Occupational Therapy

Occupational therapy can help patients with neuropathies such as familial amyloid polyneuropathy (FAP) in their daily lives. Occupational therapists work with patients and their communities to enable them to cope with the disease and help in making the working environment more conducive for their occupation.

Occupational therapy for FAP

FAP is an autosomal dominant genetic disorder caused by mutations in the transthyretin (TTR) gene, which encodes for the TTR protein. The TTR protein is required for the transport of thyroxine and vitamin A in the body. The mutated form of TTR cannot carry out this function and instead forms clumps or amyloids in the nervous system, heart, kidneys, and eyes resulting in damage.

The amyloid deposits that accumulate in the nervous system can affect both the upper and lower limbs; the severity of symptoms depends on the type of the mutation and the stage of disease progression.

Physiotherapy is generally prescribed for patients with FAP in order to improve muscle strength and reduce pain. Along with physiotherapy, occupational therapy also might be required to help patients take better care of themselves, interact with family members, and work effectively with colleagues.

Occupational therapy is a very personalized regimen and therapists are trained to work with all age groups and at most locations — home, school, play area, or work.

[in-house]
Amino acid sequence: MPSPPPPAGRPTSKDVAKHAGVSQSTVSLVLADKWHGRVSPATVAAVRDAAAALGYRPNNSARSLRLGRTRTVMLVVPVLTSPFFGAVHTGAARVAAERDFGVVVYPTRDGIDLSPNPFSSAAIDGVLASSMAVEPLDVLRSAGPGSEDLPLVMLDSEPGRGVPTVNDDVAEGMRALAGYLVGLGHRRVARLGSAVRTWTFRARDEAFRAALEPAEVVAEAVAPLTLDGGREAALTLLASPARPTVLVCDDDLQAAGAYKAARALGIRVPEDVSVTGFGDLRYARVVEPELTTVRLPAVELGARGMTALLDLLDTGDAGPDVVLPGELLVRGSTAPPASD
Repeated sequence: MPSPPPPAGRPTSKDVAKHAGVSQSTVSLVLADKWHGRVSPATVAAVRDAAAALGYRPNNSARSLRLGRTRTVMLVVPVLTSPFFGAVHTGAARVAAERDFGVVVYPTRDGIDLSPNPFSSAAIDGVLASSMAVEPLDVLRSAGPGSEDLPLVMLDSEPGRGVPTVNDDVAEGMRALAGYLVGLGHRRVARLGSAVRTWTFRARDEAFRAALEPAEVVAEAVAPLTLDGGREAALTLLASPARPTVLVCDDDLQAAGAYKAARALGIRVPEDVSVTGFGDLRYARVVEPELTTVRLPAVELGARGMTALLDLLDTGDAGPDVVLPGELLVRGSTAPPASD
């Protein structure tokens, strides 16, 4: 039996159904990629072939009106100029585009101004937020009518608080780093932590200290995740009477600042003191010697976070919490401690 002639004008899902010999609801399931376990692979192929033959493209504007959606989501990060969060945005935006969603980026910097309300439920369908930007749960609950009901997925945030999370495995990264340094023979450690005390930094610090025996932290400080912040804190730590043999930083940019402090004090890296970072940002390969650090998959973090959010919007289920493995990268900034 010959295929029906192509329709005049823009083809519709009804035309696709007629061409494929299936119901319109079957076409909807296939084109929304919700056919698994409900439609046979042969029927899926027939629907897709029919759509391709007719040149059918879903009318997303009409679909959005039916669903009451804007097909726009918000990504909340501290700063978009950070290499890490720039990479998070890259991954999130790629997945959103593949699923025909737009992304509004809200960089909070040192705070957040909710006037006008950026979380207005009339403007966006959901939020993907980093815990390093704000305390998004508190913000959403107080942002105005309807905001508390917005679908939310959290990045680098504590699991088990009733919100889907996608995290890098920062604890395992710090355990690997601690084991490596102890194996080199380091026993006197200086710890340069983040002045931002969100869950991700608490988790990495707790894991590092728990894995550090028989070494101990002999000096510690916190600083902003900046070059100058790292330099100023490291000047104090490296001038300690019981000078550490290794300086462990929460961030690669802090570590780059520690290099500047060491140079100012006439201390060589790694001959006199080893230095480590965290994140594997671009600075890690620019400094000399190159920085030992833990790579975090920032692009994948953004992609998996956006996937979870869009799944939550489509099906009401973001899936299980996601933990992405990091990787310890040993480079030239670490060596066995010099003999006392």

Depending on the severity of the disease, occupational therapy is often combined with physiotherapy and might involve the use of special equipment to aid in movement.

How occupational therapy can help FAP patients?

Peripheral neuropathy is one the main hallmarks of FAP and there is a tendency for loss or improper upper and lower limb function. Occupational therapy can help improve limb function and also teach patients to avoid dangerous movements or postures.

The therapist can teach self-care activities, such as avoiding walking on terrain, that may pose a risk for falling or tripping. It also includes teaching how to smoothly transition from one position to another to avoid the risk of a sudden drop in blood pressure and risk of fainting.

Occupational therapy can be combined with recreation therapy to prevent patients from being isolated their surroundings and help them socialize, and therefore reduce stress and anxiety.


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